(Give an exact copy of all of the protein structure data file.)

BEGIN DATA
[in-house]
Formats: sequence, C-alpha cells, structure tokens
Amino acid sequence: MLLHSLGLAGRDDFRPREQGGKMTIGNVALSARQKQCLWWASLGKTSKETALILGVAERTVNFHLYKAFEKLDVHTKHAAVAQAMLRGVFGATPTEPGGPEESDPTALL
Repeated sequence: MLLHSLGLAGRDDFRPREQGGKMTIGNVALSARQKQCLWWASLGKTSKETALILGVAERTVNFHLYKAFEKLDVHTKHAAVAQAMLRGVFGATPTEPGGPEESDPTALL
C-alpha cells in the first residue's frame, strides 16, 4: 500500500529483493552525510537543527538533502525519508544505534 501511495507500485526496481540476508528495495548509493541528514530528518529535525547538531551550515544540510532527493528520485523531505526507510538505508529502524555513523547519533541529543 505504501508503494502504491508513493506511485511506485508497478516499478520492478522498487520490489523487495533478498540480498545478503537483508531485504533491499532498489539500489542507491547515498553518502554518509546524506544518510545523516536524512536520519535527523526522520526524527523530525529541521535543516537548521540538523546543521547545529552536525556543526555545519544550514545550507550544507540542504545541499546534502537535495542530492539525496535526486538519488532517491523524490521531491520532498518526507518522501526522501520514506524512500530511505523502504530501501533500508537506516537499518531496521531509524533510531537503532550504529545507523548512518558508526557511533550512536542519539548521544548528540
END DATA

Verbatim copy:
[in-house]
Formats: sequence, C-alpha cells, structure tokens
Amino acid sequence: MLLHSLGLAGRDDFRPREQGGKMTIGNVALSARQKQCLWWASLGKTSKETALILGVAERTVNFHLYKAFEKLDVHTKHAAVAQAMLRGVFGATPTEPGGPEESDPTALL
Repeated sequence: MLLHSLGLAGRDDFRPREQGGKMTIGNVALSARQKQCLWWASLGKTSKETALILGVAERTVNFHLYKAFEKLDVHTKHAAVAQAMLRGVFGATPTEPGGPEESDPTALL
C-alpha cells in the first residue's frame, strides 16, 4: 500500500529483493552525510537543527538533502525519508544505534 501511495507500485526496481540476508528495495548509493541528514530528518529535525547538531551550515544540510532527493528520485523531505526507510538505508529502524555513523547519533541529543 505504501508503494502504491508513493506511485511506485508497478516499478520492478522498487520490489523487495533478498540480498545478503537483508531485504533491499532498489539500489542507491547515498553518502554518509546524506544518510545523516536524512536520519535527523526522520526524527523530525529541521535543516537548521540538523546543521547545529552536525556543526555545519544550514545550507550544507540542504545541499546534502537535495542530492539525496535526486538519488532517491523524490521531491520532498518526507518522501526522501520514506524512500530511505523502504530501501533500508537506516537499518531496521531509524533510531537503532550504529545507523548512518558508526557511533550512536542519539548521544548528540